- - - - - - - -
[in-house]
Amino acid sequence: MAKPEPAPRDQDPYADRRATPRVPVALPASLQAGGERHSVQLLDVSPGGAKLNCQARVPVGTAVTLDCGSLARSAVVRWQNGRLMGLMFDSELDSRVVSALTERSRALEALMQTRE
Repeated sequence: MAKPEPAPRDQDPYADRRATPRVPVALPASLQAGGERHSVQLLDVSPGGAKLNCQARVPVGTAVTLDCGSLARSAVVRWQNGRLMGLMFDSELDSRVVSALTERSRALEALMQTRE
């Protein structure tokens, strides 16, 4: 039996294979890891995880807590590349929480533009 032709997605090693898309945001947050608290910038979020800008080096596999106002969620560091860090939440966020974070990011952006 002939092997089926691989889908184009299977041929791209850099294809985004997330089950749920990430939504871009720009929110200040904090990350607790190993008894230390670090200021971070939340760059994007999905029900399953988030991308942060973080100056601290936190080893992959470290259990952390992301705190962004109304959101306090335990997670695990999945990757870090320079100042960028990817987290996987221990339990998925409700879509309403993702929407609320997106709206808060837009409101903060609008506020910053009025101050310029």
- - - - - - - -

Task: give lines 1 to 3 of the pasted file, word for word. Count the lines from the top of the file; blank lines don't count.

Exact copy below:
[in-house]
Amino acid sequence: MAKPEPAPRDQDPYADRRATPRVPVALPASLQAGGERHSVQLLDVSPGGAKLNCQARVPVGTAVTLDCGSLARSAVVRWQNGRLMGLMFDSELDSRVVSALTERSRALEALMQTRE
Repeated sequence: MAKPEPAPRDQDPYADRRATPRVPVALPASLQAGGERHSVQLLDVSPGGAKLNCQARVPVGTAVTLDCGSLARSAVVRWQNGRLMGLMFDSELDSRVVSALTERSRALEALMQTRE